Ladybugs are brightly colored to serve as a warning to predators. They release a distasteful chemical to ward off predators.
This species was once found throughout the state and was considered common. The decline went largely unnoticed until the 1980s. The New York range currently includes locations in central, western, and northern New York.
Declines were first noted during the 1980s. The Lost Ladybug Project (Cornell University 2013) reported C. trifasciata at 12 sites.
Abundant data are not available, but this species was once considered common and found throughout New York. The population appears to be lower now than in the early to mid-1900s. The decline went largely unnoticed until the 1980s. Most recent observations indicate a range reduction in New York. The species has been found in central, western, and northern parts of the state (Cornell University 2013).
Agricultural land has been declining in New York since the 1880s resulting is less suitable habitat for lady beetles. Between 1940 and 1997, there was a 57% decline in farmed land in New York (Harmon et al. 2007). Non-native lady beetles are predators of C. trifasciata. In addition, non-native lady beetles are likely outcompeting C. trifasciata for resources. There are several other known pathogens and parasites of Coccinellidae (Graves 2013). Lady beetles appear to be sensitive to pesticide use (Stephens and Losey 2003).
Preservation of farmland would maintain or increase suitable open habitat. Pesticide use should be avoided when possible. If pesticide use cannot be avoided: use chemicals that target only the pest, treat only infested area, and select chemicals that do not persist.
Additional research is needed to determine the effects of competition with other coccinellids, habitat needs, and lab rearing and reintroduction techniques.
Extensive habitat data are not available. Recent observations report the following habitats in New York: meadows/fields (non-agricultural), gardens, yards, hayfields, and bramble fruits (Cornell University 2013).
Historically, three-banded lady beetles were found statewide. The current distribution appears to be reduced to central, western, and northern New York.
Three-banded lady beetle ranges across the northern United States to southern Canada and north to Alaska.
Coccinella trifasciata is a small insect that ranges from 4.0 to 5.0 mm. Males have a pale head with the exception of a black band across the base. Females have a black head with two pale spots. The anterior margin of the pronotum is typically pale with a large ventral pale spot that extends posteriorly as far as the dorsal spot. Elytra have three transverse black bands that are interrupted at the suture (Gordon 1985).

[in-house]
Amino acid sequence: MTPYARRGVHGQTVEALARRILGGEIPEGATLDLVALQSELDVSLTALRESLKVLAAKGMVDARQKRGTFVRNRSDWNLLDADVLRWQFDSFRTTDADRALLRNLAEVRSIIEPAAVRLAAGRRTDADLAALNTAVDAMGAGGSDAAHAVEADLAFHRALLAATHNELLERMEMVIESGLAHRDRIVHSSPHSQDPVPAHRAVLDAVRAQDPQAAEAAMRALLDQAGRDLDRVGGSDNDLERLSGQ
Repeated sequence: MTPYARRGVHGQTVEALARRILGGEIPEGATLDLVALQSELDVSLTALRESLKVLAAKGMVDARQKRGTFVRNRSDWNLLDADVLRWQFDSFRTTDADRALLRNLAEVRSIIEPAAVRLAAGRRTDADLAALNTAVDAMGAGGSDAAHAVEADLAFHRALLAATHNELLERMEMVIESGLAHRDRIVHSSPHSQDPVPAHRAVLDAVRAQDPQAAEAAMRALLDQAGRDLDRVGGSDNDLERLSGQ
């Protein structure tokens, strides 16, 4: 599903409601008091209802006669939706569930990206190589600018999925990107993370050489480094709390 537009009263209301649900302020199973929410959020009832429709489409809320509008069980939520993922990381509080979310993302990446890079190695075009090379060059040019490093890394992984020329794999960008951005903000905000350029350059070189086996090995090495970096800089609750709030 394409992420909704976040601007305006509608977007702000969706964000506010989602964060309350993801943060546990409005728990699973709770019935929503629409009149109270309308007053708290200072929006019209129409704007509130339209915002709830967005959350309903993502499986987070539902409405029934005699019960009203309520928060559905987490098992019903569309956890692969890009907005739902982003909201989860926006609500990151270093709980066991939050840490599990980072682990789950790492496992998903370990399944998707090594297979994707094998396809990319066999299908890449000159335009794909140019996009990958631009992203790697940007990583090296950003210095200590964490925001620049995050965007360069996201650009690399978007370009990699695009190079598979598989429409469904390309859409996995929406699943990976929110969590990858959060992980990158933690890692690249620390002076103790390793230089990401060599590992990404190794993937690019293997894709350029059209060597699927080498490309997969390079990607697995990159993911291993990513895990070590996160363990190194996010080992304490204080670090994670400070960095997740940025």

Three-banded lady beetles primarily eat soft-bodied insects, such as aphids. They are also know to eat pollen.
The best time to look for lady beetles is early summer when it isn't too dry. The best places to look include old fields and agricultural land that has not been recently treated with pesticides.
The time of year you would expect to find Three-banded Lady Beetle present and active in New York.
Three-banded Lady Beetle
Coccinella trifasciata Linnaeus, 1758
Cornell University. 2013. “The Lost Ladybug Project.” www.lostladybug.org. (date accessed: December 29, 2013).
Gordon, R. 1985. The Coccinellidae (Coleoptera) of America north of Mexico. Journal of the New York Entomological Society, 93: 1-912.
Graves, D. 2013. "Coccinella transversoguttata" (On-line), Animal Diversity Web. Accessed January 16, 2014 at http://animaldiversity.ummz.umich.edu/accounts/Coccinella_transversoguttata/
Harmon, J.P., E. Stephens, and J. Losey. 2007. The decline of native coccinellids (Coleoptera: Coccinellidae) in the United States and Canada. Journal of Insect Conservation. 11: 85-94.
New York Natural Heritage Program. 2023. New York Natural Heritage Program Databases. Albany, NY.
Poole, R. W., and P. Gentili (eds.). 1996. Nomina Insecta Nearctica: a checklist of the insects of North America. Volume 1 (Coleoptera, Strepsiptera). Entomological Information Services, Rockville, MD. Available online: http://www.nearctica.com/nomina/nomina.htm
Stephens, Erin and John Losey. 2003. The decline of C-9- New York State’s insect. The Xerces Society. Wings: Essays on Invertebrate Conservation. Fall 2003 pp. 8-12.
This guide was authored by: Hollie Y. Shaw
Information for this guide was last updated on: March 30, 2015
Please cite this page as:
New York Natural Heritage Program. 2023. Online Conservation Guide for Coccinella trifasciata. Available from: https://guides.nynhp.org/three-banded-lady-beetle/. Accessed March 31, 2023.